"The special forces guys -- they hunt men, basically. We do the same things as Christians, we hunt people for Jesus. We do, we hunt them down. Get the hound of heaven after them, so we get them into the kingdom."
It's worse than you think.
Torture, religion, democracy, God. They're all part of the mixed-up, horrific business that George Bush unleashed in the Middle East and Central Asia, and that Barack Obama is struggling to control and rationalize. As the words above demonstrate, the 12th century is striving mightily to join hands with the 20th in the U.S. military: Unbridled religious arrogance is forging a link with high-tech weaponry and an unlimited defense budget.
The speaker, Lt. Col. Gary Hensley, who is no less than the chief of U.S. military chaplains in Afghanistan, was videotaped last year delivering a sermon at Bagram Air Base. Since Al Jazeera first broadcast the footage at the beginning of the week, it has spread widely on the Internet. Like so much else that the Bush administration has bequeathed us, and the world -- pre-emptive war and torture, for instance -- this is nothing new, but suddenly it's overt. I can't exactly say this is a good thing, but certainly this is where we want it.
A U.S. military spokesman has denied that American soldiers are allowed to try to convert Afghans to Christianity -- it violates Central Command's General Order No. 1 -- and said that Hensley was quoted out of context. U.S. military spokesmen, of course, also routinely deny that U.S. bombing raids kill civilians.
And indeed, U.S. airstrikes this week in a densely populated area in western Afghanistan's Farah Province, during a battle between Afghan soldiers and the Taliban, may have killed as many as 100 civilians, according to the New York Times. The Red Cross, the United Nations and the Afghan government are all expressing shock at the death toll, but our government will only acknowledge that it is "investigating the reports of civilian deaths," which is the standard, meaningless comment that reporters work into such stories, seemingly with no obligation to follow up. This lets us forget about it and move on.
The possibility that we are -- not officially, of course, but in the minds of many American soldiers and officers -- waging a religious war that parallels the secular one, an Ann Coulter war, if you will ("We should invade their countries, kill their leaders and convert them to Christianity," Coulter wrote on Sept. 12, 2001), is both deeply disturbing and utterly appropriate. The arrogance required for both efforts is so similar, I can understand if the line blurs for many of the participants.
What is the difference, for instance, between believing one can bomb a country into democracy and any sort of armed, uniformed proselytizing? Putting a religious spin on the war on terror may be an official no-no, but when I read about Bargram's "hounds of heaven" and other recent reports of the growing evangelical Christian influence in the U.S. military (such as Jeff Sharlet's stunning investigative piece in the May issue of Harper's, titled "Jesus Killed Mohammed"), I think first of the extraordinary Winter Soldier testimony I attended a year ago in Washington, D.C.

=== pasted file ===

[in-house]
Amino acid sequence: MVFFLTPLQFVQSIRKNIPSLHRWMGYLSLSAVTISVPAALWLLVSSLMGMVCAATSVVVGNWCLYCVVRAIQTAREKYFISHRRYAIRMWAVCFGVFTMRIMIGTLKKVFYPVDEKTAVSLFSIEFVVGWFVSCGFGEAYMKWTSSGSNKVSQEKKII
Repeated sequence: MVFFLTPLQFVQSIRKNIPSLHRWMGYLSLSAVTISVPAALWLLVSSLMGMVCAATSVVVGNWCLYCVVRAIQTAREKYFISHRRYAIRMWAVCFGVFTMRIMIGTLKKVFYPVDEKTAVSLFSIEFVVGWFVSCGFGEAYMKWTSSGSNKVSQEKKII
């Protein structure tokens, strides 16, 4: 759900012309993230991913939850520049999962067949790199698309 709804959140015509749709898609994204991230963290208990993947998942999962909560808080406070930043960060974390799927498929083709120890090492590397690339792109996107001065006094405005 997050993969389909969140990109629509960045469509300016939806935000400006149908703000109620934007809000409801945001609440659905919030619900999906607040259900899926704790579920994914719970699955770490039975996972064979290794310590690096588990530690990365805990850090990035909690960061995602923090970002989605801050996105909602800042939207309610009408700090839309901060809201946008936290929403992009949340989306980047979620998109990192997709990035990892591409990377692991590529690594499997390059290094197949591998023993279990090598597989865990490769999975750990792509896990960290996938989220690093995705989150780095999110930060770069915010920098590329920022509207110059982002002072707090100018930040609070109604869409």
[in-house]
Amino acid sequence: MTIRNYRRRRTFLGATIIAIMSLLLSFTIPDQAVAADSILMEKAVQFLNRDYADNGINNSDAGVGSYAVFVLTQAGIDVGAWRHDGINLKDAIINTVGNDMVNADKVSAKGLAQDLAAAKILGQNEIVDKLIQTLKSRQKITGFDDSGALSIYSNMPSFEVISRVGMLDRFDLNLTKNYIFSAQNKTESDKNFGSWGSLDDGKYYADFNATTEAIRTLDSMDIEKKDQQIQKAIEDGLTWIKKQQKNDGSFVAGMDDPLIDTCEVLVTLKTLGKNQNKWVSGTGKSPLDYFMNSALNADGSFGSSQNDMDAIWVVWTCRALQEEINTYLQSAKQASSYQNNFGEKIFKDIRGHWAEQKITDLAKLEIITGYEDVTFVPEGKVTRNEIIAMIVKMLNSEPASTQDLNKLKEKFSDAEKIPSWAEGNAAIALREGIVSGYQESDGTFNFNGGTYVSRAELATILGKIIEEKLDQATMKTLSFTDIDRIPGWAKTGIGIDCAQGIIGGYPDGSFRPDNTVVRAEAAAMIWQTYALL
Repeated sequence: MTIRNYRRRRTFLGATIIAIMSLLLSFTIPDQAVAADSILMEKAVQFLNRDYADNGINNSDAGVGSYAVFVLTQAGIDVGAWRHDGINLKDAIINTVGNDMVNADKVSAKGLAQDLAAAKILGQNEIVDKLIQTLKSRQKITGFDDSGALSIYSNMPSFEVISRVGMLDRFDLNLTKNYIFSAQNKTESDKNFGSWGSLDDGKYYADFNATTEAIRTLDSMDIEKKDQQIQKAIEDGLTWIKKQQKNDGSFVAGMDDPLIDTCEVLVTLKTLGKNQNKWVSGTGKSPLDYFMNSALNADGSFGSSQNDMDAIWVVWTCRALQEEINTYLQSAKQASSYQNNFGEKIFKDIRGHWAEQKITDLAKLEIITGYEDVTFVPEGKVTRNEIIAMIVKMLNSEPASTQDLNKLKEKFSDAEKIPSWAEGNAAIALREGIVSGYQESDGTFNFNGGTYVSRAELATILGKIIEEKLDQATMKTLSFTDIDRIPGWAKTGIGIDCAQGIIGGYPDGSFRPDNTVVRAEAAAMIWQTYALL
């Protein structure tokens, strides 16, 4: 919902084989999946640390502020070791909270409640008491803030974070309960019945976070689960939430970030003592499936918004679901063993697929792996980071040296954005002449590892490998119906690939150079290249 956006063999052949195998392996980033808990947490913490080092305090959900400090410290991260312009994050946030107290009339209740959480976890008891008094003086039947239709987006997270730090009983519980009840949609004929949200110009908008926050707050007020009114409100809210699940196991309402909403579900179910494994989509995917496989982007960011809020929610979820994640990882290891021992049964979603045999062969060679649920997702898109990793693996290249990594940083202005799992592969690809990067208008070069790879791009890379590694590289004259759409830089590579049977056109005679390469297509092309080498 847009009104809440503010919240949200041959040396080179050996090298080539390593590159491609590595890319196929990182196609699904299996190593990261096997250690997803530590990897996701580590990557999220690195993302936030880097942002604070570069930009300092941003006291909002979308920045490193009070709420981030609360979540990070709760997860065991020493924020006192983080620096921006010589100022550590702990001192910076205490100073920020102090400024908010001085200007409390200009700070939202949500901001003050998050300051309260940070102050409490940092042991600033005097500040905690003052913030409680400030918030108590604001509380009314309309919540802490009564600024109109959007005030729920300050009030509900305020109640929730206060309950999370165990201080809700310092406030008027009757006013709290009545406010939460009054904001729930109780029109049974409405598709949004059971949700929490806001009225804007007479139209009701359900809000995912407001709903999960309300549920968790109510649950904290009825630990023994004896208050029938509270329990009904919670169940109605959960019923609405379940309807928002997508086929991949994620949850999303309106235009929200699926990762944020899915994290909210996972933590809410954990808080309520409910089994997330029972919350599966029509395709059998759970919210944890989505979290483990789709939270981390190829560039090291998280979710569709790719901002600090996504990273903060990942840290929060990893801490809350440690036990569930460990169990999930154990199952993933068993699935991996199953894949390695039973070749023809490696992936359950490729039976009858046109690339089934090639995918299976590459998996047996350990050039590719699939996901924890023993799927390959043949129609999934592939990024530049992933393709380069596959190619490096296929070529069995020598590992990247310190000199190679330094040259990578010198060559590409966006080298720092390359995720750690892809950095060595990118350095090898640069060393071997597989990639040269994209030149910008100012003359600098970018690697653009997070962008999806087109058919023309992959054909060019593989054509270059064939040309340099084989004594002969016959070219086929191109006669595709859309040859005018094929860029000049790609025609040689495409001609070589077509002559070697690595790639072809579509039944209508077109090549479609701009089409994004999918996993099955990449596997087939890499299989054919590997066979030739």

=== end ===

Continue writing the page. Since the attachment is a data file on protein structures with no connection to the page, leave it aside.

This testimony, sponsored by Iraq Veterans Against the War, and vastly underreported in the media, featured vet after vet giving agonized, conscience-wracked testimony on his or her training and service in Iraq and/or Afghanistan. If one word could describe the overarching theme of the four-day event (I attended two of those days), it might be "dehumanization."
"When I joined the Army, I was told racism was gone from the military," said Mike Prysner, who enlisted in June 2001. "After 9/11, we heard words like towel head, camel jockey, sand nigger. These came from up the chain of command. The new word (we used was) hadji. A hadji is someone who takes a pilgrimage to Mecca. We took the best thing from Islam and made it the worst thing.
"Racism is a vital weapon employed by this government," he said. "It's more important than the rifle, the bunker buster missile."
"In our boot camp," said former Marine Matthew Childers, "we sang cadences about killing people."
Occupation means implicit disrespect. The testimony went on and on, describing detainee abuse, humiliation and starvation; the terrorizing of families during house raids; the casual brutalities and killings at checkpoints; vandalism and joy-riding around the ruins of Babylon; the shooting of pets to relieve boredom. And this is the context in which we now hear about earnest American Christians harvesting the souls of Muslims.
Let us bow our heads in prayer, America. The worst of who we are is stalking the world with religious fervor.
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Robert Koehler, an award-winning, Chicago-based journalist, is an editor at Tribune Media Services and nationally syndicated writer. You can respond to this column at firstname.lastname@example.org or visit his Web site at commonwonders.com.
© 2009 TRIBUNE MEDIA SERVICES, INC.